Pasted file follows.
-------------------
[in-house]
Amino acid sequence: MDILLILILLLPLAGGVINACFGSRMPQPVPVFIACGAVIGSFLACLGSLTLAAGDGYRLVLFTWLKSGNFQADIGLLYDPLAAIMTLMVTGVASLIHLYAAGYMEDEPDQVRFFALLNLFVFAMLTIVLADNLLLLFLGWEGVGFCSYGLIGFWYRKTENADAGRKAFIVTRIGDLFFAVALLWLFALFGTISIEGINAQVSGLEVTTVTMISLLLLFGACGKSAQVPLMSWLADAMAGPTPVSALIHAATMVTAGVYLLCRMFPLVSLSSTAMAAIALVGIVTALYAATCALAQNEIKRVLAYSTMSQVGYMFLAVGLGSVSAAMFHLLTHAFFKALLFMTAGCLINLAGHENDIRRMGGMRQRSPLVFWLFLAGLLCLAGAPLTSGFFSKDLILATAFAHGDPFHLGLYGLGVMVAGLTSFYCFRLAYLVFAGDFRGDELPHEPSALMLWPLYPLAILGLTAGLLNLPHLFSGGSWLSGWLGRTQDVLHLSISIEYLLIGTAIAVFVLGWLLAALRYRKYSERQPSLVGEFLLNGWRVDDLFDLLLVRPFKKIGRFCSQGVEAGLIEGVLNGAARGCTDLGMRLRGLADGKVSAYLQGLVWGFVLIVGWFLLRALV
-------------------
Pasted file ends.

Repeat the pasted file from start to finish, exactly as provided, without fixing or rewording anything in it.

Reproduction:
[in-house]
Amino acid sequence: MDILLILILLLPLAGGVINACFGSRMPQPVPVFIACGAVIGSFLACLGSLTLAAGDGYRLVLFTWLKSGNFQADIGLLYDPLAAIMTLMVTGVASLIHLYAAGYMEDEPDQVRFFALLNLFVFAMLTIVLADNLLLLFLGWEGVGFCSYGLIGFWYRKTENADAGRKAFIVTRIGDLFFAVALLWLFALFGTISIEGINAQVSGLEVTTVTMISLLLLFGACGKSAQVPLMSWLADAMAGPTPVSALIHAATMVTAGVYLLCRMFPLVSLSSTAMAAIALVGIVTALYAATCALAQNEIKRVLAYSTMSQVGYMFLAVGLGSVSAAMFHLLTHAFFKALLFMTAGCLINLAGHENDIRRMGGMRQRSPLVFWLFLAGLLCLAGAPLTSGFFSKDLILATAFAHGDPFHLGLYGLGVMVAGLTSFYCFRLAYLVFAGDFRGDELPHEPSALMLWPLYPLAILGLTAGLLNLPHLFSGGSWLSGWLGRTQDVLHLSISIEYLLIGTAIAVFVLGWLLAALRYRKYSERQPSLVGEFLLNGWRVDDLFDLLLVRPFKKIGRFCSQGVEAGLIEGVLNGAARGCTDLGMRLRGLADGKVSAYLQGLVWGFVLIVGWFLLRALV